Since it's just barely Spring, there's not a lot of plants ready for harvest, but a friend of mine had some frozen elderberry juice (thanks, Debbie!) and it's supposed to give off a blue or purple dye. I thought it would be a good first dye experience.

Elderberries grow wild out here and they are one of my favorite medicinal/edible wild plants. They can be used for so much! My parents have a giant elderberry tree growing right outside of the garden. When I was a kid, my mom would make a delicious elderberry syrup and serve it with her sourdough pancakes. We would also make elderberry jelly, and a few failed attempts at elderberry wine :) The white, delicate flowers are said to be good when fried up in pancake batter, but I've never tried it. Maybe I finally will once they bloom this year. I have had elder flower tea though- it's supposed to be good for colds and induces sweating to help sweat out fevers. The berries are a diuretic and are usually really tangy or even sour sometimes. Usually when eaten raw, they can make one nauseous or can even poison small children if too many are eaten, but when cooked they are not so bad.

I'll start dyeing in a few days- I'll be sure to take lots of pictures and I'll post the process on the blog. Stay tuned!

Monday, March 8, 2010


We're making progress! We've been working on our house plans, finishing up the design and all the modifications and today we had our first ground breaking! We hired a nice man with a John Deere tractor to come out and dig 4 test holes for a septic perc test- it was so exciting! Really, it's just 4 giant holes in the yard that have to be inspected by the county and then filled in again, but I feel like we're getting stuff done- and you know how I like getting stuff done.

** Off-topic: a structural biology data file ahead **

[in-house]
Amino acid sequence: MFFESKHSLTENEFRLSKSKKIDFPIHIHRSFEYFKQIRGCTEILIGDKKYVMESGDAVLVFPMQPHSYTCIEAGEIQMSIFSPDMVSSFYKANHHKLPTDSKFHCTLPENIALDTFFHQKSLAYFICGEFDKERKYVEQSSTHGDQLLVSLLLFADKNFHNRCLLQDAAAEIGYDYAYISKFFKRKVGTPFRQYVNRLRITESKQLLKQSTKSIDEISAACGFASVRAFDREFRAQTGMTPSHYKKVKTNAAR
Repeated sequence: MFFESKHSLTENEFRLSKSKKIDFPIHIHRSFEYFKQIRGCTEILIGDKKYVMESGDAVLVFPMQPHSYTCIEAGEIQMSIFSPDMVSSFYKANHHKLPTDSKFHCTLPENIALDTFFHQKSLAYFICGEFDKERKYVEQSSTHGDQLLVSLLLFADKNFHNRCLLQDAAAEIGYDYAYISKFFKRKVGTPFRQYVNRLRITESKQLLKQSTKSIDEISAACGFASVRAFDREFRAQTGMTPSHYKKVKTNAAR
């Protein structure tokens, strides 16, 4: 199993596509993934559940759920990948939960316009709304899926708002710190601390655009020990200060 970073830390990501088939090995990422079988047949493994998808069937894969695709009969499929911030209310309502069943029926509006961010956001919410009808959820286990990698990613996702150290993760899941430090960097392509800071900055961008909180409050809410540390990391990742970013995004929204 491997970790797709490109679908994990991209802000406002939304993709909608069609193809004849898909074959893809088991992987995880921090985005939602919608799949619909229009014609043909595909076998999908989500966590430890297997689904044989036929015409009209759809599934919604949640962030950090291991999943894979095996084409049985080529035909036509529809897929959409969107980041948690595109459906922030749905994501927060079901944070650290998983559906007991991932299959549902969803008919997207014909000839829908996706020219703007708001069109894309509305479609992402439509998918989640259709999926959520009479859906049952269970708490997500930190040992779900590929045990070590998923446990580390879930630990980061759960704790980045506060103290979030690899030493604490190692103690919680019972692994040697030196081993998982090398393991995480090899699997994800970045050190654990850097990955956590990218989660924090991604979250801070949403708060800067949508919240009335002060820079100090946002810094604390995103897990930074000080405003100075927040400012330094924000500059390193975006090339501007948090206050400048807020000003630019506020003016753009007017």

Friday, December 11, 2009

My New Situation

So here's why I haven't been posting latley- I now live in a tent with no electricity, phone service, internet, or running water!

Me and my husband recently bought ten acres in a pretty undeveloped off-the-grid area here in Northern Arizona and we're living on it, planning a house that we will start putting up in the spring.

We set up a wall tent, which is a big canvas tent with walls- big enough to stand up in (14 x 16 feet in area), put our bed and couch and a woodstove in it, and set up a smaller tent to act as a kitchen.

We have a lantern for light at night, but Craig is building some solar panels and putting together a whole electric setup for us, so soon we will have lights in the tent. And once we have electricity, we can get phone and internet service. For now though, it's kind of nice not having those connections. Once I leave town for the day and get home, I can abandon all thoughts and things connected with the outside world and just relax. Let it all go.
I've done a lot of knitting. I'm knitting Christmas presents for everyone, so I'll start a nice fire, put on some hot water for tea, and sit in the tent and knit.
Someday, I'll have my sewing machine hooked up to our solar grid and all my power usage will be from renewable energy! But for now, my machine is at my parents house and I have to go over there to sew. They were kind enough to let me invade a whole room with my craftiness. My "productive mess" as my mom has always called it. For now though, I'll just be doing a lot of knitting.

Saturday, August 15, 2009

Rainbow Review I

You may or may not know, but I love rainbows. The way all the colors blend together to create a perfect palate is so attractive to me and I love the completeness and playfulness of the ROYGBIV variegation. It makes me feel good just looking at it. I found quite a few items featuring rainbow colors that I liked, so this is probably one of a few rainbow reviews that I will feature. Here are some of my favorites!